Deconstructing REAL World

REAL World was, once again, a great time. It was fantastic to get to talk with the folks who make the development environment that enables me to do things like Tangelo, Frequency, and Kodiak. Geoff Perlmann, CEO of REAL Software is such a down to earth and approachable guy. He doesn’t just fly in, give his keynote, and leave; he’s there at the conference, rubbing elbows with his customers, meeting as many as possible, and earnestly striving to find out more about what they want and need from REALbasic.

Now, to be fair, he does live in Austin, and as he pointed out himself yesterday afternoon, flying in for the keynote and flying back out would have amazingly inconvenient, not to mention a huge waste of money. But I digress. I had the opportunity to talk with him for a few minutes, and I can see why his company is successful. He listens to his customers, he listens to his staff, and he acts on what he believes they need the most.

For several meals, I had the pleasure of dining with Mars Saxman. Mars writes the compiler for REALbasic. He’s one of the smartest people I’ve ever met, and this is not a compliment I give lightly. He’s astonishingly intelligent, and he’s equally passionate about what he does at REAL Software. He’s also very proud of the work he’s done, and with good reason. Several times over the course of lunch on Thursday, someone would ask a compiler-related question of Mars. In response, he usually ended up whipping out his PowerBook and showing them why things the way they are, while explaining how things ought to be and how he hopes they’ll be in the future. It was enlightening, to say the least. At one point, I said to him, “You really get off on this stuff, don’t you?” He just smiled and said, “Oh, yeah.”

At Thursday evening’s dinner, he shared with me that he lives in a world where REALbasic “sucks,” as he put it. This is any developer’s dilemma: you work so hard on a program or product, and you rarely hear your users’ success stories; usually you only hear the complaints. Why isn’t this faster? Why is the download so big? Why doesn’t it do feature X? Why did you bother with feature Y? With a project of the size and scope that REALbasic encompasses, I would imagine these complaints are frequent and pointed. Now, to be honest, I’ve had issues with REALbasic, but nothing earth-shattering, and there were only one or two I was utterly unable to work around. But Mars, and REAL Software in general, hear more complaints than success stories. I took the opportunity to tell him how much REALbasic had changed my life. I talked about Tangelo and Frequency, and I told him all about Kodiak, and how it not affected made my job easier, but several hundred other people.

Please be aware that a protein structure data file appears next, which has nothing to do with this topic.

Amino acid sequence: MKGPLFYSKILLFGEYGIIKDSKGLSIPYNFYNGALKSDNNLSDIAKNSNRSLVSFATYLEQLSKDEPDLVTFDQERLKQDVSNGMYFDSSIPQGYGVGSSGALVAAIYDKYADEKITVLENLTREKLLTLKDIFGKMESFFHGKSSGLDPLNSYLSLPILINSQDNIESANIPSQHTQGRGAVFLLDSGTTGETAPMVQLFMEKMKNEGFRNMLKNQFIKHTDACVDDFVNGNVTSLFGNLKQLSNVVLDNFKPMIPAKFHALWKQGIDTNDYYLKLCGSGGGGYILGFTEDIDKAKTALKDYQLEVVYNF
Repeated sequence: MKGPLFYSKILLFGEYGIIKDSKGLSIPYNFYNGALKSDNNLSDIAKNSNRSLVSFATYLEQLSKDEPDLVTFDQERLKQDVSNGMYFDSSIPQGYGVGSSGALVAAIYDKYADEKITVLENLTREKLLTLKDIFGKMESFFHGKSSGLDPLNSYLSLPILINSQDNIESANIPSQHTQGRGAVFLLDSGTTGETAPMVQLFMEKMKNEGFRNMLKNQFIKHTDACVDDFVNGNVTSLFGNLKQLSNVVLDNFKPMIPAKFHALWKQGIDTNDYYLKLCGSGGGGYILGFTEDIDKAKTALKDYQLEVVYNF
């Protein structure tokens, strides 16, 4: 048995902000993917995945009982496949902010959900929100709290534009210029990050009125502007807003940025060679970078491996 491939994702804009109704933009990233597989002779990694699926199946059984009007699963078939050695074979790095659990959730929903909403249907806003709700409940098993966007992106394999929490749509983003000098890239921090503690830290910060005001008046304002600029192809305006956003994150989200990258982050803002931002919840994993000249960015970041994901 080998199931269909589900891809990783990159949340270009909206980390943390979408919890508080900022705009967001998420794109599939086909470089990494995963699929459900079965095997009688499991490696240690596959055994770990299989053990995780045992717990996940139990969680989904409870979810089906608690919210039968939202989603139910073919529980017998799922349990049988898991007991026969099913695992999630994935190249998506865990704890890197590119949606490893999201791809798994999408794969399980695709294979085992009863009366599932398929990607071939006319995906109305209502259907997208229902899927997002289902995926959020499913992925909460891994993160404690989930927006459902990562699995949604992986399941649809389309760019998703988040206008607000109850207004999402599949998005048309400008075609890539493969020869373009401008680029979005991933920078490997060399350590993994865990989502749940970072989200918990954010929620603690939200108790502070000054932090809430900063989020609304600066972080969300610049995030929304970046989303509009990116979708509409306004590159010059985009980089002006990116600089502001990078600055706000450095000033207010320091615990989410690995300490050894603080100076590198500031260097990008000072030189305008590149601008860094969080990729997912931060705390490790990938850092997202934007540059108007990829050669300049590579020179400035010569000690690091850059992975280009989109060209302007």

Also on Thursday, I was able to talk to David Grogono, REALbasic Product Manager, at dinner. Another extremely talented guy, and also passionate about his work. That’s what I love most about the REAL Software staff: they love what they do, and it comes through in everything they do. David showed us his new PowerBook with the velocity sensors that park the hard drive heads in case you drop it. That was cool enough, but then he showed us a program, written in REALbasic, of course, that used those sensors to control a Rubik’s-type cube on the screen. We were all floored. It was just too cool.